Questions are being raised about the authenticity of newly discovered documents relating to George W. Bush's service in the National Guard during the Vietnam War.
Marjorie Connell — widow of the late Lt. Col. Jerry Killian, the reported author of memos suggesting that Bush did not meet the standards for the Texas Air National Guard — questioned whether the documents were real.
"The wording in these documents is very suspect to me," she told ABC News Radio in an exclusive phone interview from her Texas home. She added that she "just can't believe these are his words."
First reported by CBS' 60 Minutes, the memos allegedly were found in Killian's personal files. But his family members say they doubt he ever made such documents, let alone kept them.
Connell said Killian did not type, and though he did take notes, they were usually on scraps of paper. "He was a person who did not take copious notes," she said. "He carried everything in his mind."
Killian's son, Gary Killian, who served in the Guard with his father, also told ABC News Radio that he doubts his father wrote the documents. "It was not the nature of my father to keep private files like this, nor would it have been in his own interest to do so," he said.
"We don't know where the documents come from," he said, adding, "They didn't come from any family member."
Connell said her late husband would be "turning over in his grave to know that a document such as this would be used against a fellow Guardsman," and she is "sick" and "angry" that his name is "being battled back and forth on television."
Her late husband was a fan of the young Bush, said Connell, who remarried after her husband died in 1984. "I know for a fact that this young man … was an excellent aviator, an excellent person to be in the Guard, and he was very happy to have him become a member of the 111th."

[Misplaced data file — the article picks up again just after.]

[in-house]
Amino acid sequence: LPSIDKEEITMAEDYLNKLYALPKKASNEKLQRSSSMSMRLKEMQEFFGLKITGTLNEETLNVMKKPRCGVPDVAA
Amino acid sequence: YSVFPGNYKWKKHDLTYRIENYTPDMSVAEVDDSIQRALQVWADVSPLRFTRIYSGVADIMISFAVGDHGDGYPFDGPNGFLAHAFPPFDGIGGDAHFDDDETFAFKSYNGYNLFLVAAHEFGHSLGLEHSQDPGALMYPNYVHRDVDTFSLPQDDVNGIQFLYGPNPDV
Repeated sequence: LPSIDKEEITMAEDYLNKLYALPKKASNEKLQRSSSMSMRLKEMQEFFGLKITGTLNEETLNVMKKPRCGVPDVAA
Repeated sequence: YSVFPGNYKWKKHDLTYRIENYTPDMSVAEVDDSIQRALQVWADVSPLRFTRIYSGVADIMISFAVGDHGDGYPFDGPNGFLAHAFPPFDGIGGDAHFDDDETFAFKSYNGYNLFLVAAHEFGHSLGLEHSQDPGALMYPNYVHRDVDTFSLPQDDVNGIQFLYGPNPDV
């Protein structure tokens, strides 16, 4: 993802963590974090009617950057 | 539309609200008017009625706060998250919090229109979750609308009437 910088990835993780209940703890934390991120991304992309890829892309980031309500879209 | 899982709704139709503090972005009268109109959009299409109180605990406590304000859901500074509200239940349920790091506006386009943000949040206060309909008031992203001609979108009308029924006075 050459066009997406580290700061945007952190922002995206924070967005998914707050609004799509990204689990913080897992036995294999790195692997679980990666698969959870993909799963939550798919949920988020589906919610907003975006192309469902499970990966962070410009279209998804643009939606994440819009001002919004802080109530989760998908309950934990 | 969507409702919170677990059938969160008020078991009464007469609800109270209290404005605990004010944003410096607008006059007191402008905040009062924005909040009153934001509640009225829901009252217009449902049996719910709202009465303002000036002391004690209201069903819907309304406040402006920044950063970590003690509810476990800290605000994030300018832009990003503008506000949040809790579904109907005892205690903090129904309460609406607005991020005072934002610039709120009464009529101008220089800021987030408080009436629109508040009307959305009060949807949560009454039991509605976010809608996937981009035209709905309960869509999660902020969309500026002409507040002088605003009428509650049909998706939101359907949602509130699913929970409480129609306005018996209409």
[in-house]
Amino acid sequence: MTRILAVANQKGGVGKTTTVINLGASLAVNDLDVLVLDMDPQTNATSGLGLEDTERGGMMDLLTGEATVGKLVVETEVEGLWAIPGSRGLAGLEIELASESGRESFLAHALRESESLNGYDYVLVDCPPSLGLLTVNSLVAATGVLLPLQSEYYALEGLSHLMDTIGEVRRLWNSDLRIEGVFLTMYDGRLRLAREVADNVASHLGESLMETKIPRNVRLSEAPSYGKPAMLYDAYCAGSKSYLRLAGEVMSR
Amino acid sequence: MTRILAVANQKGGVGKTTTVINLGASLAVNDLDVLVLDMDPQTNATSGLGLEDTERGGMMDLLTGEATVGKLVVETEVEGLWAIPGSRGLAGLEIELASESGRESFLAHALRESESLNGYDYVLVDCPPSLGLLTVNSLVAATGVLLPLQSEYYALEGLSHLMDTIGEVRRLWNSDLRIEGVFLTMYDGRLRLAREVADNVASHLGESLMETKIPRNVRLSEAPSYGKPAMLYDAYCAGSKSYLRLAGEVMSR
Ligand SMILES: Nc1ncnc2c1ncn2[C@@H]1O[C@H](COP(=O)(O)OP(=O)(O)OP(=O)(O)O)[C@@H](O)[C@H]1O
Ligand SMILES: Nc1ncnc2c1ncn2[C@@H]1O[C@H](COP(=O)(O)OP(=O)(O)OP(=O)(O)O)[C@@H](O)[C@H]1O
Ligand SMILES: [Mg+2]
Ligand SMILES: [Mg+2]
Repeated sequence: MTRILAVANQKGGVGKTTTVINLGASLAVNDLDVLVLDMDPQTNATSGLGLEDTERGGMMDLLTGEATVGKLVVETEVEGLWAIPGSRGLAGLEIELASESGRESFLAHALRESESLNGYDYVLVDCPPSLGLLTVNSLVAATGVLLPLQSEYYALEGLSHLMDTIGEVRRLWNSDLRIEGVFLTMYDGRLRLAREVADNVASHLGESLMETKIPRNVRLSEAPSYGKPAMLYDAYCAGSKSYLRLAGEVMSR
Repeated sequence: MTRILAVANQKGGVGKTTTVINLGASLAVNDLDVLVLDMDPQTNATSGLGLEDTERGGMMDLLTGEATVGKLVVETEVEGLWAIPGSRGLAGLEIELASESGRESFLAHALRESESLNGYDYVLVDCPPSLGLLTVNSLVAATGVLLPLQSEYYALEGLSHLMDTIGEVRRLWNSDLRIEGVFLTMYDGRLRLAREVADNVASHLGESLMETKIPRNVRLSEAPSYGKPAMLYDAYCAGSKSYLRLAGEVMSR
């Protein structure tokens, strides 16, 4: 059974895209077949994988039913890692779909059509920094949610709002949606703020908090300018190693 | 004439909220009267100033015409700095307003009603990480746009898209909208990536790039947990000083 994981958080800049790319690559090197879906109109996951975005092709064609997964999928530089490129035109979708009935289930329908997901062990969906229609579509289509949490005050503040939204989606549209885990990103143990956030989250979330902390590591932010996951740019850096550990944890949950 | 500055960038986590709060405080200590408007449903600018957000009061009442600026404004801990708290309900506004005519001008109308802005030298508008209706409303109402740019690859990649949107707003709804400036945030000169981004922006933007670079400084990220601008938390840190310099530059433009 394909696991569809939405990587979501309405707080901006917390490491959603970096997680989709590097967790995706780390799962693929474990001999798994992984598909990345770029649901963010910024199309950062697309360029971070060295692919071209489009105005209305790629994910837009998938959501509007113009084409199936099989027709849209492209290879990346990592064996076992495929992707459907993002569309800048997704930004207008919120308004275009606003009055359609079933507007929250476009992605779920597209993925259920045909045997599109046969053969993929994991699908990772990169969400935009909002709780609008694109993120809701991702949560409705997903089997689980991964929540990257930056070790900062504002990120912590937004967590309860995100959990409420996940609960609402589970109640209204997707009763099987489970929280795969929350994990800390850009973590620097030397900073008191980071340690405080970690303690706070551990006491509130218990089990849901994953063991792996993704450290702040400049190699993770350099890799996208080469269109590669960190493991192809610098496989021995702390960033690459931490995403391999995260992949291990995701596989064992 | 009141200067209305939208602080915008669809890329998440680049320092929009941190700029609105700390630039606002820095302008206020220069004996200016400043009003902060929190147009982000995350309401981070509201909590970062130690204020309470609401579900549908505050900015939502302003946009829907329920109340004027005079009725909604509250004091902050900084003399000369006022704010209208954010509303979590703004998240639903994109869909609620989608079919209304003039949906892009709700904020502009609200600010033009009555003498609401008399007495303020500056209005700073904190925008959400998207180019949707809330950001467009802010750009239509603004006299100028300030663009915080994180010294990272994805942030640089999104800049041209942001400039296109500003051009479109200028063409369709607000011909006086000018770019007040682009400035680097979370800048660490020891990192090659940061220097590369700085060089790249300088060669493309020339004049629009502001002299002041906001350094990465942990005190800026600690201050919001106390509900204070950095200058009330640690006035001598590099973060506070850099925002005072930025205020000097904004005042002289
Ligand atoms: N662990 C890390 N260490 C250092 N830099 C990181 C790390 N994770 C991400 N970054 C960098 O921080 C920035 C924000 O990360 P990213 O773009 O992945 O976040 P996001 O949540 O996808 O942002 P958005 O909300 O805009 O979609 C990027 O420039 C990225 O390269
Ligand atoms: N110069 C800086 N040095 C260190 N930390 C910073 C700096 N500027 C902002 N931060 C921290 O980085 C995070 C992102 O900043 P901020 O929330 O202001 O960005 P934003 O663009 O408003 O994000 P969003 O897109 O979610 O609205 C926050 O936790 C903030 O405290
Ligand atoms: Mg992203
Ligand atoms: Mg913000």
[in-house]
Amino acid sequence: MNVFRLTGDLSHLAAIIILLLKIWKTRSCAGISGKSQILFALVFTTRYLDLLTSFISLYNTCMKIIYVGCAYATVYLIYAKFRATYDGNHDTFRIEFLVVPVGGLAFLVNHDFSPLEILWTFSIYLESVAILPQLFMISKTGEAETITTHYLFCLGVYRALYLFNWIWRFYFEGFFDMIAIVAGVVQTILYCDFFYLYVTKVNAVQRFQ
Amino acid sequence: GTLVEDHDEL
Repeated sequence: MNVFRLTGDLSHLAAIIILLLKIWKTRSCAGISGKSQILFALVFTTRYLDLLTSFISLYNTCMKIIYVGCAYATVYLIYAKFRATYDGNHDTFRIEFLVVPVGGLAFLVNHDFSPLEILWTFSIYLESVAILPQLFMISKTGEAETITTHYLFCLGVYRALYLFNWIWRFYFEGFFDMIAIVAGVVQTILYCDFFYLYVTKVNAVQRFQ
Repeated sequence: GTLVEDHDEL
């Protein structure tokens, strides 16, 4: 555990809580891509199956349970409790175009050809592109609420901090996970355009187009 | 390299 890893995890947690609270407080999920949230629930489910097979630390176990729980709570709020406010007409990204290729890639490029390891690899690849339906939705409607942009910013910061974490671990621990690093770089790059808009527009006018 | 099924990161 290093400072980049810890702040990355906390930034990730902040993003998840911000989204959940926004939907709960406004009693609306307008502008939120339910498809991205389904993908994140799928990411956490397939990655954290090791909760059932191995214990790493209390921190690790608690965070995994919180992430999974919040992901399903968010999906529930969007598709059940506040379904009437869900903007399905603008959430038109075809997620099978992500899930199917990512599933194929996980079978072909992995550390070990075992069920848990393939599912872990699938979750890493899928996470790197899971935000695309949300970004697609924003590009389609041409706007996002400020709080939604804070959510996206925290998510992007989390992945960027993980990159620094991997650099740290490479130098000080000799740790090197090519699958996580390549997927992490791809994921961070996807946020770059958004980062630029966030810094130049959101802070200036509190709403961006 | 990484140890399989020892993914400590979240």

Experts Question Veracity
Questions are also being raised about the memos by document experts, who say they appear to have been written on a computer, not a typewriter.
The memos are dated 1972 and 1973, when computers with word-processing software were not available.
More than half a dozen document experts contacted by ABC News said they had doubts about the memos' authenticity.
"These documents do not appear to have been the result of technology that was available in 1972 and 1973," said Bill Flynn, one of country's top authorities on document authentication. "The cumulative evidence that's available … indicates that these documents were produced on a computer, not a typewriter:"
Among the points Flynn and other experts noted:
The memos were written using a proportional typeface, where letters take up variable space according to their size, rather than fixed-pitch typeface used on typewriters, where each letter is allotted the same space. Proportional typefaces are available only on computers or on very high-end typewriters that were unlikely to be used by the National Guard.
The memos include superscript, i.e., the "th" in "187th" appears above the line in a smaller font. Superscript was not available on typewriters.
The memos included "curly" apostrophes rather than straight apostrophes found on typewriters.
The font used in the memos is Times Roman, which was in use for printing but not in typewriters. The Haas Atlas — the bible of fonts — does not list Times Roman as an available font for typewriters.